Published July 06, 2009
LONDON – He's the spy who came in from the beach.
Holiday snapshots and family details about the newly appointed head of Britain's MI6 intelligence agency have been removed from a Facebook page after a newspaper told the government about them.
Pictures from the social networking Web site published in the Mail on Sunday newspaper show John Sawers posing with his children, wearing a Santa hat and playing Frisbee on a beach.
The paper said the information was posted by Sawers' wife on her Facebook page. It included vacation photos, details about the couple's three children and the location of their London home.
Shelley Sawers' page has been removed from the site, although a cached page can still be viewed that shows a picture of the spy chief's wife.
Some politicians called the details a security lapse — but others said they revealed nothing but a few mildly embarrassing domestic details.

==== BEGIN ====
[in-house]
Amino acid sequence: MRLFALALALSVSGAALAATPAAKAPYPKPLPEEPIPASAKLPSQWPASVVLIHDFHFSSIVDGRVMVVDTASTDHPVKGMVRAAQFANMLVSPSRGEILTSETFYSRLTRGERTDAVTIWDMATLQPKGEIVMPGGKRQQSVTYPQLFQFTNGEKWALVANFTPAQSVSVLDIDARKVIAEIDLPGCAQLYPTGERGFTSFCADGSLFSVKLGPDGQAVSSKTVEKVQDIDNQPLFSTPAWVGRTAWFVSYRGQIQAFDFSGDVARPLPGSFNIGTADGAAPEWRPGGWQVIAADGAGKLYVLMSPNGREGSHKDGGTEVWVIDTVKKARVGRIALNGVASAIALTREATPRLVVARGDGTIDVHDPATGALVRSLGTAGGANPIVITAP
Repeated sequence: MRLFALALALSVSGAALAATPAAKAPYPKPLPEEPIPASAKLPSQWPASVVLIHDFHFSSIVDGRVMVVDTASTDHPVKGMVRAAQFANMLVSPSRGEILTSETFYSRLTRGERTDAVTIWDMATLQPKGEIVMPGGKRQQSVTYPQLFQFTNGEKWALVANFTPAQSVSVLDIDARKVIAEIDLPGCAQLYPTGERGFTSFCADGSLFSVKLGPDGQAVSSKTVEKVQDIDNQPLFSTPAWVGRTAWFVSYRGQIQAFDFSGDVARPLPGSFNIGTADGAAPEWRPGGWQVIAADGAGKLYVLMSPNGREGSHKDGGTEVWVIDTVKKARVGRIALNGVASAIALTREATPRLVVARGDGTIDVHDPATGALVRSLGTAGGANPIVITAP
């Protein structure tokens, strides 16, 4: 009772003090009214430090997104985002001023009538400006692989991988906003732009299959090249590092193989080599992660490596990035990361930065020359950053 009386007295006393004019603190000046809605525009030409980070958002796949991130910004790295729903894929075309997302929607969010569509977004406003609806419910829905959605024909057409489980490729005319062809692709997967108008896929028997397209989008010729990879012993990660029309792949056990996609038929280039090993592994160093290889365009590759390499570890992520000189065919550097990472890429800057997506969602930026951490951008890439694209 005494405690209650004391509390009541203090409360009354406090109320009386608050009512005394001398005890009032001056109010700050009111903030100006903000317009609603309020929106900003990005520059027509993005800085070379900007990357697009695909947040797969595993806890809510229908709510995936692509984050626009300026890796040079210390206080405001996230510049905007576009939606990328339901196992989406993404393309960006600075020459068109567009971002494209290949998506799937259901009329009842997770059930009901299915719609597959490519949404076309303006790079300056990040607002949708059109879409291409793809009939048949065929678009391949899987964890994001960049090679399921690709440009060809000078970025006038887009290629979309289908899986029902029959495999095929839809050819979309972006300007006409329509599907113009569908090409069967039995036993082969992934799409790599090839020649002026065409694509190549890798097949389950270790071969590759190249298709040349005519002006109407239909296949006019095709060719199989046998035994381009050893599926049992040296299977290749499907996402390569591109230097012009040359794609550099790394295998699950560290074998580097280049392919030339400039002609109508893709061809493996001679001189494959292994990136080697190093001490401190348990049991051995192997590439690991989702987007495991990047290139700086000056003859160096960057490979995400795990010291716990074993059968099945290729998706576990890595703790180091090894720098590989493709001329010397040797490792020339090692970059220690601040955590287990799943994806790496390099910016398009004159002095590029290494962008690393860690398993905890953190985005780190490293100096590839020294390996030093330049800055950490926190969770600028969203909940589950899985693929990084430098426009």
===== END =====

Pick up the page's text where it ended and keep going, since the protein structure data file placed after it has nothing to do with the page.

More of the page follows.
"It's not a state secret that he wears Speedo swimming trunks," said Foreign Secretary David Miliband. "For goodness' sake, let's grow up."
The Foreign Office would not comment further on the case.
But Conservative lawmaker Patrick Mercer, who heads Parliament's counterterrorism subcommittee, said the revelations left Sawers open "to criticism and blackmail."
John Sawers, 53, was named last month as the new head of the Secret Intelligence Service, or MI6, Britain's foreign intelligence agency. A former spy, diplomat and foreign policy adviser to ex-Prime Minister Tony Blair, he is currently Britain's ambassador to the United Nations.
He is due to take up his new post in November.
Until the 1990s, the identity of the MI6 chief, known as C, was kept secret. Until 1992, Britain's government refused even to confirm the organization's existence.
Authorities have gradually become more open about MI6 and its domestic sister service MI5 in a bid to shed the agencies' cloak-and-dagger image and attract a wider range of staff.
Liberal Democrat foreign affairs spokesman Edward Davy called for an inquiry into the lapse.
"Normally, I would welcome greater openness in government for officials or politicians, but this type of exposure verges on the reckless," he told the Mail on Sunday.